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13 WTHR Indianapolis | Indianapolis Local News & Weather

'It's been a rough six months': Indy business owners reflect on start of pandemic

Six months ago Tuesday, Indiana recorded its first death from the coronavirus. Since then, more than 3,200 Hoosiers have died from the virus.

INDIANAPOLIS — It's been six months since the first Hoosier died of COVID-19. Since then, the Indiana Department of Public Health reports more than 3,200 Hoosiers have lost their lives due to the virus.

Roberta "Birdie" Shelton died from coronavirus on March 16.

The department said through Sept. 14, more than 107,000 Hoosiers have been diagnosed with COVID-19. That's roughly one in every 63 people. But based on what researchers say, many more Hoosiers have probably had the virus at some point.

Life has changed dramatically since news of the first death and a big turning point was in mid-March when the Big Ten abruptly canceled its men's basketball tournament, which was already underway at Bankers Life Fieldhouse.

Joel Reitz, co-owner of O'Reilly's Irish Bar and Restaurant across the street from the fieldhouse, said his place was full of Michigan fans.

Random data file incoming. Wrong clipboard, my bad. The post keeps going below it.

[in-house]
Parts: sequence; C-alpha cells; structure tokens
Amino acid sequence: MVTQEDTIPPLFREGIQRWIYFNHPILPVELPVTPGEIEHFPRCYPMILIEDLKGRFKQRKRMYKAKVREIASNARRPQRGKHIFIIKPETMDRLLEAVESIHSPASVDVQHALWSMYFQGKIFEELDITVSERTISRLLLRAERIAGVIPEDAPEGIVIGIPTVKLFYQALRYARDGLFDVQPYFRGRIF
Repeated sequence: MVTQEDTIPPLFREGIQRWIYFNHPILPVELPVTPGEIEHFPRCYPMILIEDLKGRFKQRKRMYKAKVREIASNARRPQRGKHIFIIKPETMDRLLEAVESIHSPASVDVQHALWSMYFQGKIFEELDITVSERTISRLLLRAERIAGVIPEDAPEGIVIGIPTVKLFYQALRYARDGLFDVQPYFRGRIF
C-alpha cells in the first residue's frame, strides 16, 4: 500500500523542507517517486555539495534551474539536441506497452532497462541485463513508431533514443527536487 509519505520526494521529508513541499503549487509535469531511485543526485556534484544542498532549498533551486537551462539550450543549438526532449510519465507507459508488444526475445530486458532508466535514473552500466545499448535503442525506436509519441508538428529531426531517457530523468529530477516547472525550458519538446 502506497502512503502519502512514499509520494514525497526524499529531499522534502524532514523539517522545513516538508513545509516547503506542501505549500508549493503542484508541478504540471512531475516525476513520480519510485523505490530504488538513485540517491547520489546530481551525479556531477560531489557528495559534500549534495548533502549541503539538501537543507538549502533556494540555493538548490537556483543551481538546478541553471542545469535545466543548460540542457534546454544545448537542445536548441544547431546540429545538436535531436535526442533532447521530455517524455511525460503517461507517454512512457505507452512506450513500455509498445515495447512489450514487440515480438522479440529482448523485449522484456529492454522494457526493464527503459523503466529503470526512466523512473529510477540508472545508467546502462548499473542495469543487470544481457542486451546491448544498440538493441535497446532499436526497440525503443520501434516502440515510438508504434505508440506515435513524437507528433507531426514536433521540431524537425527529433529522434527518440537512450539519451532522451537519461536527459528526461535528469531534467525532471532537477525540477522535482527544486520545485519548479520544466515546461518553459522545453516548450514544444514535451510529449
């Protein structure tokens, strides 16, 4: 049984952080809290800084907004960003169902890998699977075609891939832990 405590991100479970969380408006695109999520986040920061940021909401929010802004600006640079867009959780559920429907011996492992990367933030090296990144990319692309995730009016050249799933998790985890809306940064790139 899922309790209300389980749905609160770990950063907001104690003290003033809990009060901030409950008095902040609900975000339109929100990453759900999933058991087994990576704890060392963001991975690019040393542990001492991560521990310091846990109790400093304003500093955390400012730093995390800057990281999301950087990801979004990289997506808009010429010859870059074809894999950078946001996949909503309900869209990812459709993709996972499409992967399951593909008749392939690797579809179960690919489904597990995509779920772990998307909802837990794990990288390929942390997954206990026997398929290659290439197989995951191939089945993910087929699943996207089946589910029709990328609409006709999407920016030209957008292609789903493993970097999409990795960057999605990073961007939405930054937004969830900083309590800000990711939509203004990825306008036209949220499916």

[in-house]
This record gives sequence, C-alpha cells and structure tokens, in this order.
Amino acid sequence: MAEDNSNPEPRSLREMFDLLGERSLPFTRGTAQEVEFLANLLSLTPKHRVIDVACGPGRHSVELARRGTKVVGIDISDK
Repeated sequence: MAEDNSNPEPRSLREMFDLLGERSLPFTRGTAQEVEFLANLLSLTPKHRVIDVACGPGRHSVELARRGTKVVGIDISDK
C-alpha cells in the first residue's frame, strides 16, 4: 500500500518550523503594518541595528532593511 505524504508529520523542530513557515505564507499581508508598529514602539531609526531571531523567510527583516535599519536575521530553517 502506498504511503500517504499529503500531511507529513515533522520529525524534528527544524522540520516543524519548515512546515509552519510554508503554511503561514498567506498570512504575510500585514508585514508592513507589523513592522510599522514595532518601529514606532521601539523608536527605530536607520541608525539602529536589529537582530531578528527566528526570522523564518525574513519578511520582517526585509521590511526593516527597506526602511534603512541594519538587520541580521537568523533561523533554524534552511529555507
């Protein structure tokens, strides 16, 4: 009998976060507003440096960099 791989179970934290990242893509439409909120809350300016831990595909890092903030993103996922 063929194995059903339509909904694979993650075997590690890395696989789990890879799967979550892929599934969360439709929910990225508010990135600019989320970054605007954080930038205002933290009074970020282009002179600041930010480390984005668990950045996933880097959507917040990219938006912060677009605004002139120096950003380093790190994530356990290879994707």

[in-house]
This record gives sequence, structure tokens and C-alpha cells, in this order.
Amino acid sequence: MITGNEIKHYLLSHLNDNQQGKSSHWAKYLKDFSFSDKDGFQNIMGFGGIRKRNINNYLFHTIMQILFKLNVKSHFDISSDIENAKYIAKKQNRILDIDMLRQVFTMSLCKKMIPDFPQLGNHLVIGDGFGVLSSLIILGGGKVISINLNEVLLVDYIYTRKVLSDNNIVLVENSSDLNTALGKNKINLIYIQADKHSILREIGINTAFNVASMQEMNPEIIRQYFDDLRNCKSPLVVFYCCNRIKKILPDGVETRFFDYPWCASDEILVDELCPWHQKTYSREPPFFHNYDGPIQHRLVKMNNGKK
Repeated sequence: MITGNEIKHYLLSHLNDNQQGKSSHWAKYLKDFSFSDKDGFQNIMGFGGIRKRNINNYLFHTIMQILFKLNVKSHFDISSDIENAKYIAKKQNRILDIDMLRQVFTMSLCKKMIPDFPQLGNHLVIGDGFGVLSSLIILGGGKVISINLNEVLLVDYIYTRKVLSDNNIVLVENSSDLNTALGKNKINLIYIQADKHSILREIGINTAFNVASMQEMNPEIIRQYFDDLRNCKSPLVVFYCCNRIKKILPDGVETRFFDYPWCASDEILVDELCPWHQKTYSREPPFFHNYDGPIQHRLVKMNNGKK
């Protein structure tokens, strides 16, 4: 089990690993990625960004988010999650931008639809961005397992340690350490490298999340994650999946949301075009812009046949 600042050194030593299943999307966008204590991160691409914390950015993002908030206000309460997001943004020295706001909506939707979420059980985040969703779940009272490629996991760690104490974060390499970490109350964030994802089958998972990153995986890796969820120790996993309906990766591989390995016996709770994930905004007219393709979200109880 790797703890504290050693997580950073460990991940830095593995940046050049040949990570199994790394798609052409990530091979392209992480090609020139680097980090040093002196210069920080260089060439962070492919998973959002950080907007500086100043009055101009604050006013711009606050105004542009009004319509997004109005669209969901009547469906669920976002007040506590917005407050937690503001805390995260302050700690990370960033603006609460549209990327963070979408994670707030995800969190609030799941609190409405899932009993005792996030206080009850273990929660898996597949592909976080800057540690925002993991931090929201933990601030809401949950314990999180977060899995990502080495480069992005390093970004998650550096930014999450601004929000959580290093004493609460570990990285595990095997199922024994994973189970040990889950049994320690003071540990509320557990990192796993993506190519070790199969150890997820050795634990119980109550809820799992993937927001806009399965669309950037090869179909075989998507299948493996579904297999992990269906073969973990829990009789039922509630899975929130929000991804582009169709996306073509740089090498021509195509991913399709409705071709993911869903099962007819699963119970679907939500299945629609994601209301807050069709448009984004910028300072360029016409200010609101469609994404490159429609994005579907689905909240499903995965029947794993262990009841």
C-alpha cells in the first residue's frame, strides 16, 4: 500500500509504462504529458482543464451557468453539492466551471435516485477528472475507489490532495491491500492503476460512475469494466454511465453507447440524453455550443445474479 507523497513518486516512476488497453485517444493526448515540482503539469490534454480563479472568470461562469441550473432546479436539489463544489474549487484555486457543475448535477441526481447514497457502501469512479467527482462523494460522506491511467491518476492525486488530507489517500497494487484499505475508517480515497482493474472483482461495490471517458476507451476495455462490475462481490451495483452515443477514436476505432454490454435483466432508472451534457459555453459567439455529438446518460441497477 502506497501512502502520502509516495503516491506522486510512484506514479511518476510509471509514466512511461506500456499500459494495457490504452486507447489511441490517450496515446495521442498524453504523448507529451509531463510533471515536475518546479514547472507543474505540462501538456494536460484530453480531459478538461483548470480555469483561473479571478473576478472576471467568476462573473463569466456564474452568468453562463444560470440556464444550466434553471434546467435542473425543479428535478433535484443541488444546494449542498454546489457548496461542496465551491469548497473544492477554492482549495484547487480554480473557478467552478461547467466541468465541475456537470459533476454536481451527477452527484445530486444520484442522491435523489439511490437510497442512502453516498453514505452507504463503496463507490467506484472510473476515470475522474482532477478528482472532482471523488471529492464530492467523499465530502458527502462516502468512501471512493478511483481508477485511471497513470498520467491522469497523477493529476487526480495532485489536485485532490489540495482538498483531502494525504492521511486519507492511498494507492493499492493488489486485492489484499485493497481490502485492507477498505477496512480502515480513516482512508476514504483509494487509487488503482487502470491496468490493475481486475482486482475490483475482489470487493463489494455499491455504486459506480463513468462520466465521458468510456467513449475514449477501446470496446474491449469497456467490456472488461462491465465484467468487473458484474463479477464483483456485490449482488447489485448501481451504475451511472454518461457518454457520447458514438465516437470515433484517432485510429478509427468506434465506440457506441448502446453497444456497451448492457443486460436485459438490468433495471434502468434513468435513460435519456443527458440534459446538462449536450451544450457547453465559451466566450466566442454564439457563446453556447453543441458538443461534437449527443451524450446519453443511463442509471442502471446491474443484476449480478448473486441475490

Credit: WTHR
Bankers Life Fieldhouse was decked out for the Big Ten Tournament back in March, but fans weren't allowed inside.

"The energy (inside) was a lot disbelief, like this really can't be happening," Reitz said. "No one believed the impending thing was going to happen."

Next door at Coaches Tavern, owner Tom Sutton was equally stunned.

"I said, 'Oh my goodness, this is it. It's a real serious deal now," Sutton said. "COVID-19, I thought it would blow over and it did not. It's been a rough six months."

Reitz and Sutton are now anxiously awaiting word on whether Big Ten football will return this fall, along with the championship game at Lucas Oil Stadium.